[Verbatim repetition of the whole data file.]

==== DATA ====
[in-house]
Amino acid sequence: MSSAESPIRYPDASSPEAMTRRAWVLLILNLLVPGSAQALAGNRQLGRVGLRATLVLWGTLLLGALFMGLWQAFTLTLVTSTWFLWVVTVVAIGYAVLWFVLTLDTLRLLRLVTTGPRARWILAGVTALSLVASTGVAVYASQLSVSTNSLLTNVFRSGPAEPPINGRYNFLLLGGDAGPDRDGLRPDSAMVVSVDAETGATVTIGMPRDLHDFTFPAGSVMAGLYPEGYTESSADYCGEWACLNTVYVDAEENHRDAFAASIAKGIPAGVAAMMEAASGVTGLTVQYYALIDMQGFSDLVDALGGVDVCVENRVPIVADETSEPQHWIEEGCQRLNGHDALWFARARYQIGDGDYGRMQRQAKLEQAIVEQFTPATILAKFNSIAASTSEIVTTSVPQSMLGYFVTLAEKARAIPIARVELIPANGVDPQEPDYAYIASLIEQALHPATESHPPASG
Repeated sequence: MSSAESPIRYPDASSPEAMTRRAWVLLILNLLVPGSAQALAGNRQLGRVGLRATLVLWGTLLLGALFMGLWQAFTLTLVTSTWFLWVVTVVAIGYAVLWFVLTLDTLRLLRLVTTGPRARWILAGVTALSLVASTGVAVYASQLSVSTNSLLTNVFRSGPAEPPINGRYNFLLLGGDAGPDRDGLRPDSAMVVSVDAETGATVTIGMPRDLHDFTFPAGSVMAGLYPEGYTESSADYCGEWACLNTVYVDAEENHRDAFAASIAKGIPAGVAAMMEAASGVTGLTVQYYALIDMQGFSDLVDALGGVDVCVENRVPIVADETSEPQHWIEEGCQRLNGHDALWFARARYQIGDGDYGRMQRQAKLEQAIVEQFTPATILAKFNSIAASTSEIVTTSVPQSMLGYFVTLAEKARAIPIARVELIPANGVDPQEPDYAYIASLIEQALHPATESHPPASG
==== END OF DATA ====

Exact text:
[in-house]
Amino acid sequence: MSSAESPIRYPDASSPEAMTRRAWVLLILNLLVPGSAQALAGNRQLGRVGLRATLVLWGTLLLGALFMGLWQAFTLTLVTSTWFLWVVTVVAIGYAVLWFVLTLDTLRLLRLVTTGPRARWILAGVTALSLVASTGVAVYASQLSVSTNSLLTNVFRSGPAEPPINGRYNFLLLGGDAGPDRDGLRPDSAMVVSVDAETGATVTIGMPRDLHDFTFPAGSVMAGLYPEGYTESSADYCGEWACLNTVYVDAEENHRDAFAASIAKGIPAGVAAMMEAASGVTGLTVQYYALIDMQGFSDLVDALGGVDVCVENRVPIVADETSEPQHWIEEGCQRLNGHDALWFARARYQIGDGDYGRMQRQAKLEQAIVEQFTPATILAKFNSIAASTSEIVTTSVPQSMLGYFVTLAEKARAIPIARVELIPANGVDPQEPDYAYIASLIEQALHPATESHPPASG
Repeated sequence: MSSAESPIRYPDASSPEAMTRRAWVLLILNLLVPGSAQALAGNRQLGRVGLRATLVLWGTLLLGALFMGLWQAFTLTLVTSTWFLWVVTVVAIGYAVLWFVLTLDTLRLLRLVTTGPRARWILAGVTALSLVASTGVAVYASQLSVSTNSLLTNVFRSGPAEPPINGRYNFLLLGGDAGPDRDGLRPDSAMVVSVDAETGATVTIGMPRDLHDFTFPAGSVMAGLYPEGYTESSADYCGEWACLNTVYVDAEENHRDAFAASIAKGIPAGVAAMMEAASGVTGLTVQYYALIDMQGFSDLVDALGGVDVCVENRVPIVADETSEPQHWIEEGCQRLNGHDALWFARARYQIGDGDYGRMQRQAKLEQAIVEQFTPATILAKFNSIAASTSEIVTTSVPQSMLGYFVTLAEKARAIPIARVELIPANGVDPQEPDYAYIASLIEQALHPATESHPPASG